Just in time for World Health Day, the food police are preparing to launch new calorie-label regulations that will be coming to a restaurant near you.
After years of delays, the Food and Drug Administration (FDA) finally released its menu labeling requirements last fall. Even though the agency issued “final” rules, there is still uncertainty about how exactly these regulations will be enforced and whether they’ll actually encourage Americans to eat fewer calories — meaning this has the looks of another costly and unnecessary government mandate.
Menu labeling, one of the new Obamacare regulations to take effect this year, will require restaurant chains with 20 or more locations that trade under the same name to display the calorie counts for every food item on their menu.
It might sound pretty simple (and helpful) to include calorie counts on menus, but complying with the FDA’s 319-page tome of rules is anything but straightforward.
Consider pizza, a popular food choice for American consumers. Under the proposed regulations, pizza chains will have to display the amount of calories for every single combination of toppings that a customer could order on a single slice. The more choices that your favorite pizza chain offers, the more costly it will be for them to comply with the FDA’s requirements. Government at its finest.
And if your favorite chain restaurant serves alcohol, they may be in for a regulation-induced hangover. The FDA hasn’t explicitly stated whether menus must display the calories for the exact type of alcohol (a particular beer, wine, or spirits brand) or if it’s sufficient to include a range of calories typical for that type of beverage.
Due to the complexity of this regulation, many restaurants are pushing the FDA to allow business owners to list calories typical of a chardonnay or a lager rather than obtain exact calorie counts for every single beer on the menu. As with pizza, restaurants could face higher costs and headaches for offering more choices to customers.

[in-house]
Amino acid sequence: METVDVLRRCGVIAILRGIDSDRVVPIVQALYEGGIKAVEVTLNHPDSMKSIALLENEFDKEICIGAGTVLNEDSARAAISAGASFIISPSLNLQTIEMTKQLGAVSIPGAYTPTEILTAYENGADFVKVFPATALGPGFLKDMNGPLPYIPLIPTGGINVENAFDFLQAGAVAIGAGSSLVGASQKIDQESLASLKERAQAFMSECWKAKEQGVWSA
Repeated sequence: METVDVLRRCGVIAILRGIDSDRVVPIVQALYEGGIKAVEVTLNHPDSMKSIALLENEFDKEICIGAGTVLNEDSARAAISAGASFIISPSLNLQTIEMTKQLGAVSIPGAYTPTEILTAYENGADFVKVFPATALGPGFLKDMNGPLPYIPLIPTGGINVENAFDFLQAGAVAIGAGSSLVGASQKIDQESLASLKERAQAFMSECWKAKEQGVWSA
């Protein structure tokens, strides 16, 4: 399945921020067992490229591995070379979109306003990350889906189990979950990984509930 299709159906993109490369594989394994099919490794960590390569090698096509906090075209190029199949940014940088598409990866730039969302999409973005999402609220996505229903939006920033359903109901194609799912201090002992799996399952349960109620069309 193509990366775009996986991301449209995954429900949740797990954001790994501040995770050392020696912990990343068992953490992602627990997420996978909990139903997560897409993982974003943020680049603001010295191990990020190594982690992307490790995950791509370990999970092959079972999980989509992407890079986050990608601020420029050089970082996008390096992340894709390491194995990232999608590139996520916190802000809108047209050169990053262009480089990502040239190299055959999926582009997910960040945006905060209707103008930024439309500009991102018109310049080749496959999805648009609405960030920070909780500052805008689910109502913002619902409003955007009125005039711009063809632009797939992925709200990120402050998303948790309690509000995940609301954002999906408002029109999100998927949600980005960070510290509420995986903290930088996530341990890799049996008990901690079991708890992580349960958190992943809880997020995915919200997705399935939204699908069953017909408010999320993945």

Complying with these laws isn’t cheap. In total, the American Action Forum estimates that compliance costs for the FDA’s new regulations could even be as high as $1.7 billion. Even if they are off by 50 percent the costs are staggering!
And who is going to pick up the tab for the FDA’s enormous regulatory bill? You, the consumer.
Much of the compliance costs that the government hands down to chain restaurants will be passed on through price hikes. Alternately, some chain restaurants may choose to scale back their menu options in order to lower their regulatory burden.
Proponents of labeling have tried to justify this cost with the theory that showing calorie counts will help people lose weight. But there’s little evidence that the impact on their waistlines will be as big as the impact on their wallets. Studies of existing menu-labeling laws around the country haven’t found that providing calorie information has much of an effect on consumers’ eating habits.
A study published in the American Journal of Public Health found that New York City’s calorie-labeling law “did not reduce calories purchased, nor did it appear to help participants to better use the calorie information posted on menus.” In fact, the study found some counter intuitive evidence that calorie-counts may have led to the purchase of higher-calorie food items.
A study by the American Journal of Preventive Medicine found that “consumers at one fast food chain in the Seattle area were unfazed by calorie counts.” The Columbia University School of Nursing also weighed in on the matter stating, “the number of sales and average calories per transaction were unaffected” by menu labeling.
Common sense and real world experience tells us that people who order a pizza for delivery are probably not going to be asking for the calorie count when they phone in their order. Voluntary menu labeling is one thing, but years of research has made it abundantly clear that mandatory labeling is just another costly consumer mandate resulting from Obamacare.